###40###7###0,4-1,6###15

of Fe3O4 dose

3.Set:Optimization###4-10

###40###1,4###15

of pH

COD Removal Studies

The studies of COD removal were also performed by batch adsorption method. COD concentration was adjusted to 500 mg/L. pH solution was also adjusted over the range pH 5-10 using HCl and NaOH 1 M, dosages of Fe3O4 were 0,4; 0,6; 0,8; 1; 1,2 and 1,6 g/L and contact times were 15, 30, 45, 60 and 75 minutes. Adsorption experiments were carried out with a Jar test at 150 rpm. The conditions of the experimental setup for the optimization of COD removal were given in Table 2.

Table-2: The conditions of the experimental setup for optimizing the COD removal.

Experimental Set up###COD Concentration###pH###Fe3O4###Contact Time

###(mg/L)###(g/L)###(min)

1.Set: Optimization of Contact###15-75

###500###7###0,8

Time

2.Set: Optimization of Fe3O4 dose###500###7###0,4-1,6###15

###4-10

3.Set:Optimization of pH###500###1,4###15

Chromium Removal Studies

The contact time is one of the critical parameters effecting bio sorption and metal ion capacity. Different time intervals are selected to examine the effect of contact time at an optimum pH value of each metal ion [19].

The sorption experiments were carried out in a flask containing 0,15 g/L of chromium ion solutions with Jar test at 150 rpm for 1 h. The Cr (VI) ions sorption onto the Fe3O4 nanofibers was carried out as functions of contact time (14, 30,45, 60 and 75 min), pH (5-10) and Fe3O4 dose (0,4; 0,6; 0,8; 1; 1,2 and 1,6 g/L) in a batch system. The conditions of the experimental setup for optimizing chromium removal were given in Table 3.

Table-3: The conditions of the experimental setup for optimizing the chromium removal.

Experimental Set up###Chromium Concentration###pH###Fe3O4###Contact Time

###(g/L)###(g/L)###(min)

###15-75

1.Set: Optimization of the Contact Time###0,15###7###0,8

2.Set: Optimization of Fe3O4 dose###0,15###7###0,4-1,6###15

###15

3.Set:Optimization of pH###0,15###4-10###0,6

Results and Discussion

Fe3O4 XRD Analysis Results

Synthesized magnetic Fe3O4 was illustrated in Fig1a. XRD analysis is a technique used to find out the crystal structure and size of prepared nanoparticles [6].

The results of the major oxidation analysis on the obtained product after synthesis are shown in Table 4. According to these results, there are 93,73 % Fe, 1,12 % Si and 0,42 ppm Mn in the sample.

Table-4: Elemental analysis major oxide analysis.

###Element###Si###Fe###Mn

###Unit###%###%###ppm

###1,12###93,72###0,4

Table-5: XRD Analysis.

%###Ref. Code###Score###Compound Name###Displacement [Adeg2Th.]###Chemical Formula

100###01-075-1609###68###Magnetite low###0.080###Fe3 O4

Pos. [Adeg2Th.]###Height [cts]###FWHM [Adeg2Th.]###d-spacing [A]###Rel. int. [%]

2.0528###35244.11###0.1368###43.00158###100.00

3.7111###5536.54###0.3192###23.78924###15.71

30.2430###451.64###0.5472###2.95285###1.28

35.6341###1310.98###0.3648###2.51749###3.72

43.2634###269.23###0.5472###2.08958###0.76

57.1854###263.30###0.5472###1.60955###0.75

62.8184###341.41###0.2736###1.47808###0.97

According to XRD analysis results as given in Table 5 and Fig. 1b, it was confirmed that the chemical formula of the synthesized product was Fe3O4 and had magnetic property.

Fig. 1 shows XRD patterns of the Fe3O4. Six characteristic peaks at 23,78924; 2,95285; 2,51749; 2,08958, 1,60955 and 1,47808. The peaks showing that Fe3O4 with a spinal structure and no characteristic peak of impurities are detected in the XRD pattern.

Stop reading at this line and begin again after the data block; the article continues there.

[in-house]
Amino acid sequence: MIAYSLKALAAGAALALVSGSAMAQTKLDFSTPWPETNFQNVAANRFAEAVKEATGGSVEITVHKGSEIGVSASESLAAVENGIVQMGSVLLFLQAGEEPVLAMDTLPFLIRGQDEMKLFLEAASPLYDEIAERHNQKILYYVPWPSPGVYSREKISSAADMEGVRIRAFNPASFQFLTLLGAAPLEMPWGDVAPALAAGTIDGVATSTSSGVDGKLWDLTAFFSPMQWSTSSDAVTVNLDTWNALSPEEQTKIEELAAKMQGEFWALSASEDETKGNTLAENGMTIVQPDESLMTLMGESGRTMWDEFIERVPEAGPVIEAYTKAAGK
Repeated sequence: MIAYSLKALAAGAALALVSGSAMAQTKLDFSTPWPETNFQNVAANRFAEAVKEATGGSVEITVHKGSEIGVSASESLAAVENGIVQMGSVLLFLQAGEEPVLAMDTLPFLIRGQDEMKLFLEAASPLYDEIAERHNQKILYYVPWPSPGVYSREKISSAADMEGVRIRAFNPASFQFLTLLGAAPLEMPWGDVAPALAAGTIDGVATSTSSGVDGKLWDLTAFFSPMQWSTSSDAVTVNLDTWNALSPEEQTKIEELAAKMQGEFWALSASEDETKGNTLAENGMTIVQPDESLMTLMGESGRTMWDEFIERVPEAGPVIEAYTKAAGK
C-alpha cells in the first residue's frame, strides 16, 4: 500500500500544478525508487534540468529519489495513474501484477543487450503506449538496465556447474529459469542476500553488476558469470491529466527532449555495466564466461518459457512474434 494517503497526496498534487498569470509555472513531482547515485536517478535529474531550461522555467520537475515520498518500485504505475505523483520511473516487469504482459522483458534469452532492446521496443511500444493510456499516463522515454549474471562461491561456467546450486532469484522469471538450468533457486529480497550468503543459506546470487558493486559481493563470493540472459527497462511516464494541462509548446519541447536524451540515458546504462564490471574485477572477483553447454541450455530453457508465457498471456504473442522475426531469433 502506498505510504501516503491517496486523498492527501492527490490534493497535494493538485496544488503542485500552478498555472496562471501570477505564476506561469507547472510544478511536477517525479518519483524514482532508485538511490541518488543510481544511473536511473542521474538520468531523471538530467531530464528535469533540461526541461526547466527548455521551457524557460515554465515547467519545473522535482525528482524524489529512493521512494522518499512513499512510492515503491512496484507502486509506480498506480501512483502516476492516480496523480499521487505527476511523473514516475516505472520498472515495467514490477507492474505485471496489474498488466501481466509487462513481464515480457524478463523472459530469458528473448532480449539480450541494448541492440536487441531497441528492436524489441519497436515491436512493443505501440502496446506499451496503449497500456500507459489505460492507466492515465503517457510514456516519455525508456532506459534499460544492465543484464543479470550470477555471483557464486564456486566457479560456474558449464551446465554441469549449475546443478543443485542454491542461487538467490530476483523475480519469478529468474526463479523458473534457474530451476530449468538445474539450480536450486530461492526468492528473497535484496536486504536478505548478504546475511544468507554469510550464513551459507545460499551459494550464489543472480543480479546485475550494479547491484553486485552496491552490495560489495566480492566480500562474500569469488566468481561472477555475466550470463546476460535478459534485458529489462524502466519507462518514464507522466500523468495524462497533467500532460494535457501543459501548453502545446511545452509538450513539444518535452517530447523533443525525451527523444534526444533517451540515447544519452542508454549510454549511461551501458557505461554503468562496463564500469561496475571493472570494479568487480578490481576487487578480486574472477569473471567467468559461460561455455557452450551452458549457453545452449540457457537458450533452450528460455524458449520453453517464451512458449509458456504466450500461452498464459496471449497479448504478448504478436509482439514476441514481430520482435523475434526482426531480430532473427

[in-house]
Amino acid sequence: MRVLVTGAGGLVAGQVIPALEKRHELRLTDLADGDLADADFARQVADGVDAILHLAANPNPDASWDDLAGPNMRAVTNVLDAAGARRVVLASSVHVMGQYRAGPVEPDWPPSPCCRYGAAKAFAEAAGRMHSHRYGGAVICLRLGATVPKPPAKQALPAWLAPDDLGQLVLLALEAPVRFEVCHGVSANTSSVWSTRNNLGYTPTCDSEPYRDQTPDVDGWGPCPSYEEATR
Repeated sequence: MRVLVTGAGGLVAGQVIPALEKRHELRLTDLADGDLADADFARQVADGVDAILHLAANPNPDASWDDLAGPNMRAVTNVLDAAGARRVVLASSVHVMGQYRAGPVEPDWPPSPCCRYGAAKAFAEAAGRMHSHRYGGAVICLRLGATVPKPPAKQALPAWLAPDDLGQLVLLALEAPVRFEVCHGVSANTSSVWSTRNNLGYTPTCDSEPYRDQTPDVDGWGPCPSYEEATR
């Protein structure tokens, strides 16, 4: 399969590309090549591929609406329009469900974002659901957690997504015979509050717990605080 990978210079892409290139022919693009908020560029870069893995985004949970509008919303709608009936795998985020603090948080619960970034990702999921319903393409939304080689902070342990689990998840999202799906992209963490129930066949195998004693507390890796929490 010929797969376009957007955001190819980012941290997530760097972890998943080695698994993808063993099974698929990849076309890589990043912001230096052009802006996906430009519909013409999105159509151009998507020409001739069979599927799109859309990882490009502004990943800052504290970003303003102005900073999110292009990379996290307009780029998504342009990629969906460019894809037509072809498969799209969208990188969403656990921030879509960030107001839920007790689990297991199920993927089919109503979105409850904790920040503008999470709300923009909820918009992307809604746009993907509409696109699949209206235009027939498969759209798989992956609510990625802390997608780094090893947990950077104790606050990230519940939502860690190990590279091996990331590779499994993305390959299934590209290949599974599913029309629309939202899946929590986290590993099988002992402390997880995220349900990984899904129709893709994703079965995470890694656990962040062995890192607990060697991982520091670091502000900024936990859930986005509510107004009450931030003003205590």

Effects of Fe3O4 on Dye Removal

Effects of Time on Dye Removal

If a low cost adsorbent is to be used in the treatment, contact between the nanoparticles and the dye should be considered. The high removal rate of dye during short contact suggests that it is a reaction step controlling film diffusion. However, high adsorption at long time intervals indicates that it contributes to the removal of intraparticle diffusion [6].

The effect of contact time on the adsorption properties is shown in Fig. 2a. Since the mixing for 15, 30, 45, 60, 75 minutes, the optimum contact time by dye removal was observed for 15 minutes with 29 % of color removal efficiency as shown in Fig. 2a. After the 15th minute, removal efficiency was dropped.

According to the results of the study by Hariani et al., (2013), color removal increased with increasing contact time. After 30 min contact time, the color removal has become stable. The optimum color removal was 24,40 % [14]. The study by Salem et al. (2016) is concerned with the removal of amaranth foodstuff dye with magnetic Fe3O4/MgO nanoparticles synthesized by simple sol-gel method. Adsorption results show that amaranth dye is adsorbed about 90 % and reaches 96 % after 60 minutes. Rapid removal of amaranth dye at short contact times proves to be a dominant step in the dye removal of film diffusion [6]. In the study by Dalvand et al. (2016), response surface methodology was used to determine the effect of different operating conditions on dye removal with Fe3O4 and Fe3O4 @ L-arginine from textile wastewater. The results show that Fe3O4 @ L-arginine is much more effective than Fe3O4 for azo dye removal of RB19.

According to the results obtained, the adsorbent dose, pH and initial dye concentration have a significant effect on dye removal. Optimum pH conditions for dye removal by Fe3O4 @ L-arginine, 3 pH, 0,74 g/L adsorbent dose and 50 mg / L initial dye concentration were found. Under these conditions, maximum paint removal of 96,34% was achieved [12].